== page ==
John Penn, a commercial artist in a Rush room in 1993 told U.S. News and World Reports that he listened because Limbaugh defined "the traditional American values that so many people consider a cliche." Another woman in the Rush room tuned in because, "Rush makes politics fun." She found Limbaugh to be a "hoot." As he tended to ribs in the pit at Chattanooga's Smokey's Barbecue in 1993, listener David Carmichael best summarized the mixture of Limbaugh's appeal: "I think he's funny," Carmichael told the Wall Street Journal, "Plus, I think he makes a lot of sense."

If anything, listeners only grew more devoted with time. On his last show of 2020, an emotional Kim in Minneapolis called to tell Limbaugh that she listened because he was "a dad to her," reminding her of her own father. She wanted to be a "Limbaugh Jr."

Limbaugh's meteoric rise spurred executives to launch talk stations, and crucially, they credited his ideology, not the fun he had on air, for his success, hiring a passel of local conservative hosts as a result. While each host had his or her (usually his) unique style and interests, one could hear Limbaugh's influence: rock or country songs as bumper music into and out of commercial, caustic nicknames, sound effects.

A turning point came when early-to-mid-'90s stations in Seattle and San Francisco branded themselves as all conservative talk stations and thrived. Their perhaps unlikely success reflected the reality that in a major market, a hit station only needed to grab 3 to 5 percent of the radio audience. But it also exemplified the niche of radio in the media landscape. The intimate medium appealed to the alienated in search of a clubhouse — which certainly applied to marginalized conservatives afraid to voice their views in these most liberal of cities.

The success of these stations turned conservative talk into the "it" format in radio. Once the 1996 Telecommunications Act drove the rapid consolidation and vertical integration of the radio business, successful local hosts and other conservative commentators launched new national programs. By late 2001, all conservative, largely syndicated formats — the style Limbaugh pioneered — became the norm.

All the while, Limbaugh remained talk radio's king. Hosts and executives, liberals and conservatives alike, credited him with saving AM radio, and his program drove what other shows talked about. Limbaugh was so big that he boosted other shows on his affiliates, because people tuned in early and left their radios on after he signed off.

With time, a new generation of hosts hit the airwaves — many of whom credited Limbaugh for their interest in conservative media.

Significantly, hosts were not journalists, often stressing that when caught in controversy or challenged over mistruths. Their goal was to put on a good show, one that was engaging and emotional. As Limbaugh told an interviewer, people turned on the radio for three reasons, "entertainment, entertainment, entertainment." He and his peers were in the business of, "drawing a crowd and then holding them."

Many critics missed this purpose, accusing Limbaugh of being vitriolic and politically motivated. Over time, he undoubtedly became more of a traditional commentator — less funny and more strident — because his early antics made some advertisers skittish and he seemingly viewed them as a young man's shtick. Yet, this charge still oversimplified things. Limbaugh's political goals were separate and subordinate to producing good radio. After seeing me discuss my book Talk Radio's America on TV, Limbaugh remarked, "This guy gets it more than anybody that I've ever encountered writing either about talk radio in general or about this program." Why? "I've not been secretive about what the purpose of this program is. He just happened to hear it and believe it."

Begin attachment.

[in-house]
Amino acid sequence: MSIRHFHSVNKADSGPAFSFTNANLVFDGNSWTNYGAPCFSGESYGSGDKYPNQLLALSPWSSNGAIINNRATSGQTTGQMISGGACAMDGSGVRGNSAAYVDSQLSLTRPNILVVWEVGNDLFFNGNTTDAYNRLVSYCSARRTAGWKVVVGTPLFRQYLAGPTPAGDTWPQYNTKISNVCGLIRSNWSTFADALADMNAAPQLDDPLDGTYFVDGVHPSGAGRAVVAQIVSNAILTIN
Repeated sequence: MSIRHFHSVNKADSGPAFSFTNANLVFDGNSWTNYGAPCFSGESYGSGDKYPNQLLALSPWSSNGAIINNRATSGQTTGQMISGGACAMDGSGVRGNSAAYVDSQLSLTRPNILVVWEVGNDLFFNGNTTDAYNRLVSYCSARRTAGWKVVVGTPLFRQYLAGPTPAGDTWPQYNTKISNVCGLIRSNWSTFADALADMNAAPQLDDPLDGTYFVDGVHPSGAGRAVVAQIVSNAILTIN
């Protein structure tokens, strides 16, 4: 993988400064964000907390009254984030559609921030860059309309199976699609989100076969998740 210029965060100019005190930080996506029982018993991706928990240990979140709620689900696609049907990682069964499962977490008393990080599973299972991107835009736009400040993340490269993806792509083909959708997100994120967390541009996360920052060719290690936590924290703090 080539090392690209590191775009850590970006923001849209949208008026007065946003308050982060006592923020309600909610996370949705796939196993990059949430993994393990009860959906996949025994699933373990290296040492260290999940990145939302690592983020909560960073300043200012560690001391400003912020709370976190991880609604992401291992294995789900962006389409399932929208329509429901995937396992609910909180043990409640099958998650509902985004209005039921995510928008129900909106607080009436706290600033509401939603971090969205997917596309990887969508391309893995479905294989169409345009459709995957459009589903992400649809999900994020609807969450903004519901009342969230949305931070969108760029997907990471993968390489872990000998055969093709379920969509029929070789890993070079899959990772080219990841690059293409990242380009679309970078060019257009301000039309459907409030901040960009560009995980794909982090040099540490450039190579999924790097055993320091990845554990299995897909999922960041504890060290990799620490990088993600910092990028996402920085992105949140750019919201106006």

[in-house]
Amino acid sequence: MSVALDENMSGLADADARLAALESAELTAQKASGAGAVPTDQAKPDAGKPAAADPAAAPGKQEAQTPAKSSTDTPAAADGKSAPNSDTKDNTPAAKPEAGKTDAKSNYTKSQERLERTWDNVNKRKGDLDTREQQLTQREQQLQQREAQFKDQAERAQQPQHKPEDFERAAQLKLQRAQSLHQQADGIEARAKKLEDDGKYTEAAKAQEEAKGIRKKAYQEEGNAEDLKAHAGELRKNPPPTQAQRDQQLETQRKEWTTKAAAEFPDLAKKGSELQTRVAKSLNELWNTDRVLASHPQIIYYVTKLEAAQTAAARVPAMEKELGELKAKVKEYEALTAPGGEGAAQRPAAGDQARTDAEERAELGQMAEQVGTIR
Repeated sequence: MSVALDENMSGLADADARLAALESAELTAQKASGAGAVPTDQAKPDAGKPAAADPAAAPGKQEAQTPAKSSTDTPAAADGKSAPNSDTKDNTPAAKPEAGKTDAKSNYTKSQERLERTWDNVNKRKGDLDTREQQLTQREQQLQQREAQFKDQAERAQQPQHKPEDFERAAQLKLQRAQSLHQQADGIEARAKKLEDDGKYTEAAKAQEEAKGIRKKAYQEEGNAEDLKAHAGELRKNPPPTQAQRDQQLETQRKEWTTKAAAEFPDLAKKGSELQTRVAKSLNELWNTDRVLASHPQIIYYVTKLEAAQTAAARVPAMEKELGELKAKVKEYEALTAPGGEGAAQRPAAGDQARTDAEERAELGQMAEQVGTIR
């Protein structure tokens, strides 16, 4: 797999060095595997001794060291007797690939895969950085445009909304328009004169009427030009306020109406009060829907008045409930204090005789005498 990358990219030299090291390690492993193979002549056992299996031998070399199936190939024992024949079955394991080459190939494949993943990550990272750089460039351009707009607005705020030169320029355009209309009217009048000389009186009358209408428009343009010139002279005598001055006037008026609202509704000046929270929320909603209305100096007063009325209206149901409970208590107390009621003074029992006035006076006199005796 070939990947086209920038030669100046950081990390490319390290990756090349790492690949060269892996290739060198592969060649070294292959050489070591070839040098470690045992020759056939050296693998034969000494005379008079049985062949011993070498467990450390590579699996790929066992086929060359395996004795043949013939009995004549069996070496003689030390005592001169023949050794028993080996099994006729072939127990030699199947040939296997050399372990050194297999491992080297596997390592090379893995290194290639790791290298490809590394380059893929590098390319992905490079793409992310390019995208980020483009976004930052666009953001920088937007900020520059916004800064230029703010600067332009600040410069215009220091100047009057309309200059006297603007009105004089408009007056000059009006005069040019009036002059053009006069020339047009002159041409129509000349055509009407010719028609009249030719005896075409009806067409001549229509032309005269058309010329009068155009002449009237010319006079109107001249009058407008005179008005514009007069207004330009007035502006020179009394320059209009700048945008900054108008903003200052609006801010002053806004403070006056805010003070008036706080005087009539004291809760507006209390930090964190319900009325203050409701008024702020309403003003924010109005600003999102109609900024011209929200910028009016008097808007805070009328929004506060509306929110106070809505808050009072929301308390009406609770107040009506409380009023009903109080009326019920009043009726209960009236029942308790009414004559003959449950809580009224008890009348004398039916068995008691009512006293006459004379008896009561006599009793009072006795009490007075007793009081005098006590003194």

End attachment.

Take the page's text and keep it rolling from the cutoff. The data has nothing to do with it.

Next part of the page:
The style Limbaugh inaugurated of in-your-face opinion-based content spilled over onto cable news with the rise of Fox News, which debuted in 1996 and had many hosts and guests with talk radio ties, and later the digital world. Even left-leaning late night comedy programs shared a crucial commonality — while they might inform viewers, the primary goal was putting on a rollicking show.

The rise of infotainment led to a world in which fact and fiction blurred, and shattered the gatekeeper role once held by the three networks, the major newspapers, the Associated Press, and after 1980, CNN. This reshaped media landscape made it easier for partisans to force issues of dubious importance or veracity into the political conversation. It also provided fertile ground for the spread of misinformation (Limbaugh was never averse to conspiracy theories), which though often absurd, was rarely dull and could provoke emotions and even actions — as Americans tragically learned on Jan. 6.

Even podcasts and digital shows, which have more ideological diversity thanks to a lower barrier of entry — there is no scarcity of high powered signals or promotional dollars as with radio — have the same goal, to reach through the speakers and grab listeners. Some focus on informing, but the distinctions aren't always clear.

This infotainment programming therefore is going nowhere even without Limbaugh on the scene. Nor is the world of muscular broadcast conservative opinion content that he pioneered and which gave voice to millions of conservatives. Whatever the delivery mechanism, Limbaugh's "formerly nicotine stained" fingerprints will be all over the media for decades to come, as voices ranging from Ben Shapiro to Joe Rogan continue his legacy.